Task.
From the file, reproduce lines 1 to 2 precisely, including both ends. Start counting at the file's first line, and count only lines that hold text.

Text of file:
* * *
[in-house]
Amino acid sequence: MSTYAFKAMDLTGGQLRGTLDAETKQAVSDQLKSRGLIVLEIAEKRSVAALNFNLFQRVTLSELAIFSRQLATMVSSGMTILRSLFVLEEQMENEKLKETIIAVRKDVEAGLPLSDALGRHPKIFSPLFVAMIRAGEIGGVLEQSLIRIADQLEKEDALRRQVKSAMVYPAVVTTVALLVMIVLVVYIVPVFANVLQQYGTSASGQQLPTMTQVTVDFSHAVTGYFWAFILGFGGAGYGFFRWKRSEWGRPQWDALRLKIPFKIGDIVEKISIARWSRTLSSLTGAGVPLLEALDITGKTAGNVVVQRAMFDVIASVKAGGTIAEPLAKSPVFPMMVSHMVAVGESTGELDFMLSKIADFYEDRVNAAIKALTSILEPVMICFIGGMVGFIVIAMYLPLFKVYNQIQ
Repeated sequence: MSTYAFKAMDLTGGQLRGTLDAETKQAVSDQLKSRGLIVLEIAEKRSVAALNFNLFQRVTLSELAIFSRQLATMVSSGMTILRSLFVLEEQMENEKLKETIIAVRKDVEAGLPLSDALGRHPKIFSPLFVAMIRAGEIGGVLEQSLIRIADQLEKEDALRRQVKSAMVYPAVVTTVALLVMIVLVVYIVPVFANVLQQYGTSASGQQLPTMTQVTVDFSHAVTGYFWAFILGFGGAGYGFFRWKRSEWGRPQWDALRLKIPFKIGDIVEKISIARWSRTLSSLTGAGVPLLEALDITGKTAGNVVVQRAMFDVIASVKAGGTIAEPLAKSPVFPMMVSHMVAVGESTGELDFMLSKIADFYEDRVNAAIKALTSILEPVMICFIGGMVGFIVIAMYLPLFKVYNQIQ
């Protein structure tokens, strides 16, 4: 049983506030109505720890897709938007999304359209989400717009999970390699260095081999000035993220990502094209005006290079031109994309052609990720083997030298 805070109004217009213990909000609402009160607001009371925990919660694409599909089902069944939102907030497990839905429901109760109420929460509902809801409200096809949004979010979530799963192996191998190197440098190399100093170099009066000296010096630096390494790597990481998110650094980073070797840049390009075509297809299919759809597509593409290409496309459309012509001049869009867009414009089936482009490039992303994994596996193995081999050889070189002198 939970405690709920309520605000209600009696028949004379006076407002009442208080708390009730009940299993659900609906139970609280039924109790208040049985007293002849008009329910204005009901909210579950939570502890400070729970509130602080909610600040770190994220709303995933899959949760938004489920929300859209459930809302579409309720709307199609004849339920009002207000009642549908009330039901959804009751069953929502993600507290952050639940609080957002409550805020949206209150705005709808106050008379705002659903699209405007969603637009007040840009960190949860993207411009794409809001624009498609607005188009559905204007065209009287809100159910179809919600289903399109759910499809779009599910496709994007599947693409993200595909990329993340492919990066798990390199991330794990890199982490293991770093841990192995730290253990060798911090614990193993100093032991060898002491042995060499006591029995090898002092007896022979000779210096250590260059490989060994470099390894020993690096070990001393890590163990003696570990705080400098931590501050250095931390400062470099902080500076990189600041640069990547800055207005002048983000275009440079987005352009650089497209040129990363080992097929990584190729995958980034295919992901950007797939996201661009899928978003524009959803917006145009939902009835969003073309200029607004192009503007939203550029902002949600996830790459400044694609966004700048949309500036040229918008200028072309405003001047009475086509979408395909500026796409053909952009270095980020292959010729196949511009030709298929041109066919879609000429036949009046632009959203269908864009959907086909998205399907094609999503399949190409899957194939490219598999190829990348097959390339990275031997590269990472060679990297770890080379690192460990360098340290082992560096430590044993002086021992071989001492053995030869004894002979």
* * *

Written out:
[in-house]
Amino acid sequence: MSTYAFKAMDLTGGQLRGTLDAETKQAVSDQLKSRGLIVLEIAEKRSVAALNFNLFQRVTLSELAIFSRQLATMVSSGMTILRSLFVLEEQMENEKLKETIIAVRKDVEAGLPLSDALGRHPKIFSPLFVAMIRAGEIGGVLEQSLIRIADQLEKEDALRRQVKSAMVYPAVVTTVALLVMIVLVVYIVPVFANVLQQYGTSASGQQLPTMTQVTVDFSHAVTGYFWAFILGFGGAGYGFFRWKRSEWGRPQWDALRLKIPFKIGDIVEKISIARWSRTLSSLTGAGVPLLEALDITGKTAGNVVVQRAMFDVIASVKAGGTIAEPLAKSPVFPMMVSHMVAVGESTGELDFMLSKIADFYEDRVNAAIKALTSILEPVMICFIGGMVGFIVIAMYLPLFKVYNQIQ